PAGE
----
Q: How did you end up in the automotive industry?
Endrud: So, I joined the automotive industry in 2002. I was 29 years old. So I got into the auto industry, at its simplest level, because I married a woman from Southeast Michigan. So, we came (to metro Detroit) and I needed, obviously, to support my new family. And so I was given the opportunity to join Johnson Controls, and I did that in 2002. At the time, it was pre-Adient, so I worked through different parts of the organization but really found myself seeding business. I kind of got into it. It's a really dynamic business. You know, I come out of a startup where I looked at raising capital and looking at burn rate and funds, and I thought going into this big, monolithic company and industry would be so different, but because we run on program cycles, every program is the opportunity to look at it like a business on its own. And so what I found was that it was actually a really entrepreneurial approach to a big business because you're constantly challenging competitiveness and your market position and strategic drivers ...
Q: When did you join Faurecia the first time, and why did you leave?
Endrud: I joined Faurecia in 2006 at an interesting time in the company's evolution. So it was a lot of fun, and it was constant growing. We were opening plants and thinking about where to be, so it was really a dynamic ride that we were on. As with many rides, they can end, because there were no executive committee level positions. The position I'm in today didn't exist when I left. I went to Tenneco, and Tenneco was a great company, and they gave me an opportunity to lead a global business, and I'm super appreciative. Two and a half years I spent there, and when I got called back to do this role, you know, I have a long history here and kind of grew up in this business and with a lot of people in this business. There's an element of pride, and the opportunity to lead this organization at this time was something that was too good to pass up.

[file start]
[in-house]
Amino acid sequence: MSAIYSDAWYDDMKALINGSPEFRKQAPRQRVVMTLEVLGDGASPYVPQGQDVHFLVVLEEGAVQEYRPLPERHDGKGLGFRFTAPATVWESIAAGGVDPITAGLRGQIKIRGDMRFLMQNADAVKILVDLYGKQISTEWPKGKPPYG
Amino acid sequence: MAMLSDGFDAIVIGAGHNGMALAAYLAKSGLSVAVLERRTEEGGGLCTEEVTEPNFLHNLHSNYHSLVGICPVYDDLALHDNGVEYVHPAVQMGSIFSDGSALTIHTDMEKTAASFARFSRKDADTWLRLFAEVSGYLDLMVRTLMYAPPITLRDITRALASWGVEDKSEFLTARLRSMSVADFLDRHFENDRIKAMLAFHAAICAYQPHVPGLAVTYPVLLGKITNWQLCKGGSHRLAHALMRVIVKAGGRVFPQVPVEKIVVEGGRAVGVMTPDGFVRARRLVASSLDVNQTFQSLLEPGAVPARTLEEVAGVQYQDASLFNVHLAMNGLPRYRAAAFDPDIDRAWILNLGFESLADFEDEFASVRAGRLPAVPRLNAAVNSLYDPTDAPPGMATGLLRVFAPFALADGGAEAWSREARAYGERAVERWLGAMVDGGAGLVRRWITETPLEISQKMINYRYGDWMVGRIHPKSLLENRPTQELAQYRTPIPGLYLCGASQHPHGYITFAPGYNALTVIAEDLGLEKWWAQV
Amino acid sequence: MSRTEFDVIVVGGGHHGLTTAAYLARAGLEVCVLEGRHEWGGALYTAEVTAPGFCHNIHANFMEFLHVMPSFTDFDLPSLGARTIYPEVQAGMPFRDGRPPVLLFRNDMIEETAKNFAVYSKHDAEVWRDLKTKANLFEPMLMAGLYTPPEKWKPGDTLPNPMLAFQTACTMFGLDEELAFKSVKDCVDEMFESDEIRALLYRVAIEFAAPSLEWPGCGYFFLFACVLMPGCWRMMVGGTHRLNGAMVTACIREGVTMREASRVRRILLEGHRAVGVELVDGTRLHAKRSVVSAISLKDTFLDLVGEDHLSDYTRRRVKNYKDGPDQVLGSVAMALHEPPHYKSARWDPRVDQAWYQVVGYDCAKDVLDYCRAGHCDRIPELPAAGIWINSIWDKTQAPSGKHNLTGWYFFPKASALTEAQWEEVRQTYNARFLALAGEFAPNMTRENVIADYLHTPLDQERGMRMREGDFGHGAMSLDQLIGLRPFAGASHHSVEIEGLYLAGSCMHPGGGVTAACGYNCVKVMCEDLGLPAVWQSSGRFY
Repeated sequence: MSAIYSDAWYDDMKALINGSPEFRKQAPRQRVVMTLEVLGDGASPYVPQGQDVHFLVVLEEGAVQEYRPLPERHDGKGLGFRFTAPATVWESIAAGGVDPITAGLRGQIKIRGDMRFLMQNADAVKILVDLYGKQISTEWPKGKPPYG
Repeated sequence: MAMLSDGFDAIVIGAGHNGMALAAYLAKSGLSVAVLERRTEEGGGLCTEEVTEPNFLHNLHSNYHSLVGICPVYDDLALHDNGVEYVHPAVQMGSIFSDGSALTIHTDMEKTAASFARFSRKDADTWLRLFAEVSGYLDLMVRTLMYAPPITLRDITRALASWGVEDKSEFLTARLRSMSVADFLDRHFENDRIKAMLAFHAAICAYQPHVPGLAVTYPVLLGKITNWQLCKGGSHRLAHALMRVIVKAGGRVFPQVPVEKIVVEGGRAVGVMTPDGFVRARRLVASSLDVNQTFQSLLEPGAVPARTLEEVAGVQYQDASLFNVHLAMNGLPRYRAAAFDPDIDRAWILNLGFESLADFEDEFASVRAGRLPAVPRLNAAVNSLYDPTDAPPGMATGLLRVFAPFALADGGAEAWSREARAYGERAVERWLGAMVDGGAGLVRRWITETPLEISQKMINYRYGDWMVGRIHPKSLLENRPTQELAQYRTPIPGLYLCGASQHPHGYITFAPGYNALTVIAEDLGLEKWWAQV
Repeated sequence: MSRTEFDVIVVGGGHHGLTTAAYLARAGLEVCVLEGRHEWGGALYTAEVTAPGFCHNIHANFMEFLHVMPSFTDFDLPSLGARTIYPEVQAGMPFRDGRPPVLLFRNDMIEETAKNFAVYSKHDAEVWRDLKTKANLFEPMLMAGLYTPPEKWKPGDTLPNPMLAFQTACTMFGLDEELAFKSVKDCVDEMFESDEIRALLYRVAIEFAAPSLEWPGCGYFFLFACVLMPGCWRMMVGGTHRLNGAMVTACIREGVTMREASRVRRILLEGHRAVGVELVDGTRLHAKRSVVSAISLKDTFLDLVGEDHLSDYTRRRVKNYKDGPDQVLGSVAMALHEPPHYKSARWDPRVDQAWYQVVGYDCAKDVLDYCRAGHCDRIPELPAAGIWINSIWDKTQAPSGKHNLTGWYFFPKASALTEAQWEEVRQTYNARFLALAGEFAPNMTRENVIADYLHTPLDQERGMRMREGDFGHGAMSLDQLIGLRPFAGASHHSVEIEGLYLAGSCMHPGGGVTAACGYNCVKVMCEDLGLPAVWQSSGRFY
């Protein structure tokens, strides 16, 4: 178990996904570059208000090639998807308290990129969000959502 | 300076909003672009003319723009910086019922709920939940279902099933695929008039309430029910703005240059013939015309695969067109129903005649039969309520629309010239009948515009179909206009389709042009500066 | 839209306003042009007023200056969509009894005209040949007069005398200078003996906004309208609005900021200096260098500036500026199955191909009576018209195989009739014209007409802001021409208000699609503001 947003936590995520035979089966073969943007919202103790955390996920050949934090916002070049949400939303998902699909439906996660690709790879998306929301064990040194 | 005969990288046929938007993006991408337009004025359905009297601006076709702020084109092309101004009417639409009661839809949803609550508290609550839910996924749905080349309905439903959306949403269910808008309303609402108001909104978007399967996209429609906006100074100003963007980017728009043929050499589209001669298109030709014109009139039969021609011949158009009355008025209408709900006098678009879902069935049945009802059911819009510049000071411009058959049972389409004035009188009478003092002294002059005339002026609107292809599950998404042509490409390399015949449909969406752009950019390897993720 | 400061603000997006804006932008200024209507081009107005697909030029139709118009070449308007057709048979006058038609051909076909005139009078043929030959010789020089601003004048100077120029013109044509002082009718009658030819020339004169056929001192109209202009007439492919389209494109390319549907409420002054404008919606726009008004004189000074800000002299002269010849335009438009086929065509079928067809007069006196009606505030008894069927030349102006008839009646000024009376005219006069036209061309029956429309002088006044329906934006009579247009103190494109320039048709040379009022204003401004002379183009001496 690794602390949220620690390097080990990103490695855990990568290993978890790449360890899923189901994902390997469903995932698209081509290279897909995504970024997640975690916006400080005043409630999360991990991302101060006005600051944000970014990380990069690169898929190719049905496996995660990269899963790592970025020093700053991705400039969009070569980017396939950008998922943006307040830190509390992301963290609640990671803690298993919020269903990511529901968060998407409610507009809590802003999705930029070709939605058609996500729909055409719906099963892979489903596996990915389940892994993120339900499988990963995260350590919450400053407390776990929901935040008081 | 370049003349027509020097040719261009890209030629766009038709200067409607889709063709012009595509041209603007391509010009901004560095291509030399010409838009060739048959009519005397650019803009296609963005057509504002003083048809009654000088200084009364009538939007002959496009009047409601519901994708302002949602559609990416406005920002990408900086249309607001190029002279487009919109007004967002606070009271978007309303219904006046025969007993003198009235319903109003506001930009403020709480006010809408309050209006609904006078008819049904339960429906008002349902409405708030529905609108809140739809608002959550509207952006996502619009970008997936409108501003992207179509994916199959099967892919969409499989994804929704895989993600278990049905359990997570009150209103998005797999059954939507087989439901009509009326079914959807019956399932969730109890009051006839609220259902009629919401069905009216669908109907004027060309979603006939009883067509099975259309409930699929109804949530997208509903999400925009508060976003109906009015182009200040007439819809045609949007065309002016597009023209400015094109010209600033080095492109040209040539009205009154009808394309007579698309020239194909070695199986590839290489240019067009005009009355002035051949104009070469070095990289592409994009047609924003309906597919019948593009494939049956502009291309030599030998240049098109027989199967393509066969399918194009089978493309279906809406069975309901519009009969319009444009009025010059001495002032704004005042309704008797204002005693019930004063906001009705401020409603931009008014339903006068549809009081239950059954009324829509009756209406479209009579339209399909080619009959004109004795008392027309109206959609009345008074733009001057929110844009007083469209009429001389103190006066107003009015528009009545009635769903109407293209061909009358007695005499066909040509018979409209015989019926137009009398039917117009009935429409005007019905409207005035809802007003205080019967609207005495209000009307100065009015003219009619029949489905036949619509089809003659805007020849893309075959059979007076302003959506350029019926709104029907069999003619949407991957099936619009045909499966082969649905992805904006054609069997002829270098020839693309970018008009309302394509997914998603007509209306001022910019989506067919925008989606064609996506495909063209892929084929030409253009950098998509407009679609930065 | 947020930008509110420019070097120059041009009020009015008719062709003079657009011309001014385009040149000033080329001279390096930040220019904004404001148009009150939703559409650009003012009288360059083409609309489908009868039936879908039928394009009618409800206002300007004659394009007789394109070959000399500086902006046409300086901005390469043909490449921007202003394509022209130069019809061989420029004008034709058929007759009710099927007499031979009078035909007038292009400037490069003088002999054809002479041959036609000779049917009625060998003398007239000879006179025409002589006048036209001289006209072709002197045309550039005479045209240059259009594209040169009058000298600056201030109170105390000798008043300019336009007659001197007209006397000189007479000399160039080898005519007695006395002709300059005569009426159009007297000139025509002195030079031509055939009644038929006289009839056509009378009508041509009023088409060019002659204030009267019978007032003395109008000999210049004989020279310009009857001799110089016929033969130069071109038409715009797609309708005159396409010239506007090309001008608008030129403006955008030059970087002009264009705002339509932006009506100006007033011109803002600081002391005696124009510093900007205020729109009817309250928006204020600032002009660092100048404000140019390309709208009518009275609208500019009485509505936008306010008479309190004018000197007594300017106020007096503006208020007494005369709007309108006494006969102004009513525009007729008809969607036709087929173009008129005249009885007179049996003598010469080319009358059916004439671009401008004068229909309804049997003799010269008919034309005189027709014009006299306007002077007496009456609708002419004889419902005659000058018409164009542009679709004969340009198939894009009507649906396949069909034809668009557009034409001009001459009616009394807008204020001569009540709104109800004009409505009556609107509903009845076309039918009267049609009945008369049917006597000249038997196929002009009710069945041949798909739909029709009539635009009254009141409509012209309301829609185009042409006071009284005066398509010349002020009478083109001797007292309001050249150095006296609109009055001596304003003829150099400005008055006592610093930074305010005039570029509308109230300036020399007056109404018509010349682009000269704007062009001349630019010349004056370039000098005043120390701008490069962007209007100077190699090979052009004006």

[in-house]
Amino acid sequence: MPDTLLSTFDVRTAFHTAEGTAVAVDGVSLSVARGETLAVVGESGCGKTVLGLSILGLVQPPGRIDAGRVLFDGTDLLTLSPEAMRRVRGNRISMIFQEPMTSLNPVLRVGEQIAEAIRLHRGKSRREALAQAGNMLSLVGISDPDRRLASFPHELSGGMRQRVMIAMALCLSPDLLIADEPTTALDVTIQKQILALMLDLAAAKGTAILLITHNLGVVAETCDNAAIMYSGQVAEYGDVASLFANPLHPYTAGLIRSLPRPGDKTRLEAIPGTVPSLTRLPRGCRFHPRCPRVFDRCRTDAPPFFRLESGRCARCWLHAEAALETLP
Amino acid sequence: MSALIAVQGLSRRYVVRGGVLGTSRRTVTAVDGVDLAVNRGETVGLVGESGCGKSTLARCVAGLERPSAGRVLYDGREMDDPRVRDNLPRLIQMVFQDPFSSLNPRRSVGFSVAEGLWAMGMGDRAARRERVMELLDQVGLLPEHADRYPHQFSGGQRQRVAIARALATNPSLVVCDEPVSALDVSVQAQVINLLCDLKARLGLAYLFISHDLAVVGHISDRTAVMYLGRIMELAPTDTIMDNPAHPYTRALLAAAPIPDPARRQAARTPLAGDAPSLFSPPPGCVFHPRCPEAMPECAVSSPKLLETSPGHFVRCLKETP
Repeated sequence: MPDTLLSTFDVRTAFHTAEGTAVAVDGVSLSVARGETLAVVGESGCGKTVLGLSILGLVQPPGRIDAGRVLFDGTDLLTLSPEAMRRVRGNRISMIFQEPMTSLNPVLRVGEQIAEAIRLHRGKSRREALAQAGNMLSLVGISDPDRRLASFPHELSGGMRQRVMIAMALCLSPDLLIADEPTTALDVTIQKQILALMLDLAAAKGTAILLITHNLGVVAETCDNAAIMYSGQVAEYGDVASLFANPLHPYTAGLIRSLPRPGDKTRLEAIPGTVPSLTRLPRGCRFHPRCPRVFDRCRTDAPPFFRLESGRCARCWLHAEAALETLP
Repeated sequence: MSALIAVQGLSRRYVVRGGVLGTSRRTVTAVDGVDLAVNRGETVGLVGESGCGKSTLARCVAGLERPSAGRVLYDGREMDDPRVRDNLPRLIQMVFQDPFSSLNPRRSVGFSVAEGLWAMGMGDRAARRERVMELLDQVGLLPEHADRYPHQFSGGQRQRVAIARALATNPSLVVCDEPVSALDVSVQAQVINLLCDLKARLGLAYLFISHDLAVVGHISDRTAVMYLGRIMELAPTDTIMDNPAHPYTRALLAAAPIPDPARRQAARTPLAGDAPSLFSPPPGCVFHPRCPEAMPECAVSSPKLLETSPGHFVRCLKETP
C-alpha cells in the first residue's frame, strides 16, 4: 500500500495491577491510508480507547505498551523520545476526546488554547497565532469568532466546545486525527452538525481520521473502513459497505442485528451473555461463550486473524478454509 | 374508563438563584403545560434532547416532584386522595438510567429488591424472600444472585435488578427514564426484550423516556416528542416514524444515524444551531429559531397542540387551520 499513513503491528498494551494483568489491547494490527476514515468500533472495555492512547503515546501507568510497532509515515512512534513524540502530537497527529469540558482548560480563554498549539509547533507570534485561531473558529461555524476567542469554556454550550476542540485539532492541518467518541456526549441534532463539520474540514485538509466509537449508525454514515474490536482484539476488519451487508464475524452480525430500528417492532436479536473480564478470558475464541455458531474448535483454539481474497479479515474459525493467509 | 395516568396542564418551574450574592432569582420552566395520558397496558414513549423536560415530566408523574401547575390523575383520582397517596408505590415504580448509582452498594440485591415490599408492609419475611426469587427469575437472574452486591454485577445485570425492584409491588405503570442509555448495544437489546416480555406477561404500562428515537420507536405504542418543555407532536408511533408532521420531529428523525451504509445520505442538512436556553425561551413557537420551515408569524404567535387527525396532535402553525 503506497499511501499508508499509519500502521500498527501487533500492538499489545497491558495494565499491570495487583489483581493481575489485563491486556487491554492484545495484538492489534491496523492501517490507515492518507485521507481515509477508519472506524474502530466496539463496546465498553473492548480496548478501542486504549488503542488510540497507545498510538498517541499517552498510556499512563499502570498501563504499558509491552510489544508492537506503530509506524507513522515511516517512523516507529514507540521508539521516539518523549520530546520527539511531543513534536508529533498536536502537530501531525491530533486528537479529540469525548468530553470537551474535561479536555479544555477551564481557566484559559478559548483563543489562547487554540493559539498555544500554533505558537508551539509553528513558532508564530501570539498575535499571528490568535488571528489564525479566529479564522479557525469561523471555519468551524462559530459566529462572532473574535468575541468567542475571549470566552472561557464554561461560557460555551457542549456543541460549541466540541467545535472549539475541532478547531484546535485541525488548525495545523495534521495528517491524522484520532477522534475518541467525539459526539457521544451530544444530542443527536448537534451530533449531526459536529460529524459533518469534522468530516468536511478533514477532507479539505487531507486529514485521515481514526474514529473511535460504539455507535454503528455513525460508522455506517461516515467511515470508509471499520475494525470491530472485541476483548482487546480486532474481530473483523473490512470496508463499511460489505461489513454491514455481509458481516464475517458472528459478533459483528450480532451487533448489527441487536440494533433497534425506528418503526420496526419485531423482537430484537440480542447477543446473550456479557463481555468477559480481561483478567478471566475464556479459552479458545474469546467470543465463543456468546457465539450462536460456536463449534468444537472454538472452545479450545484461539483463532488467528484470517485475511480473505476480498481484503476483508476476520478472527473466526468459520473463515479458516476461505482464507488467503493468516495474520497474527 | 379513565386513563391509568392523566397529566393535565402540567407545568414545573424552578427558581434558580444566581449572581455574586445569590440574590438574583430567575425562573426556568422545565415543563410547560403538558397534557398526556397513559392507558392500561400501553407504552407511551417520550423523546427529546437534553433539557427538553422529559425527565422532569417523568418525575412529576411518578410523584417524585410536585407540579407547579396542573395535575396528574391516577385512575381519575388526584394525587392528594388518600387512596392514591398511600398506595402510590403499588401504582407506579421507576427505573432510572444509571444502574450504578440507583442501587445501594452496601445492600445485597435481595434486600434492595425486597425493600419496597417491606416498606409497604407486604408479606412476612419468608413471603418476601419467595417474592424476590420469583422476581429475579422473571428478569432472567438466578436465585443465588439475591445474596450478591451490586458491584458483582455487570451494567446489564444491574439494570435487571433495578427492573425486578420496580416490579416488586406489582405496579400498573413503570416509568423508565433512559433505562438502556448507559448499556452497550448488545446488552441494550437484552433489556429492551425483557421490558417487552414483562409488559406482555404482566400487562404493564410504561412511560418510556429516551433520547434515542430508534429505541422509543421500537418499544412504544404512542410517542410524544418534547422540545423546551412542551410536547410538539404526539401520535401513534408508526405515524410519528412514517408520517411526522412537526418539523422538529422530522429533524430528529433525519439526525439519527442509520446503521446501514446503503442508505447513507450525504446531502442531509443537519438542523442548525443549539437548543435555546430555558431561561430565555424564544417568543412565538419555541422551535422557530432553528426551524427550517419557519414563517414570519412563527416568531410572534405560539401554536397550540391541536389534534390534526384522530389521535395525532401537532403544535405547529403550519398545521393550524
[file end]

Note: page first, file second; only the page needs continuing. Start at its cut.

Q: Suppliers have obviously been hit hard by the chip shortage. Do you expect that to ease up?
Endrud: Yeah, so us, like the rest of the industry, expects it to ease up successively throughout this year. So, it's already better, but it's based on customer and platform. So it affects us in two different ways. So it affects us as a manufacturer of electronic components, meaning that securing our own stocks to produce sometimes comes at, I'd say, a higher degree of challenge, which oftentimes translates into cost, but a higher degree of challenge and complexity. So its costs in terms of availability and transportation, but also resource burden to secure them and make sure that they're coming in reliably. Sometimes there's an engineering burden because you're having to substitute, etc. The idea that an industry with probably the most sophisticated supply chain network in the world, honestly, can take down an entire assembly plant for the next week on a Friday afternoon is something none of us ever thought we would see. Certainly, if there was a fire or a strike, but because of supply chain disruption, repeatedly? That is a phenomenon that many of us ... it's just something that we're not used to having to deal with.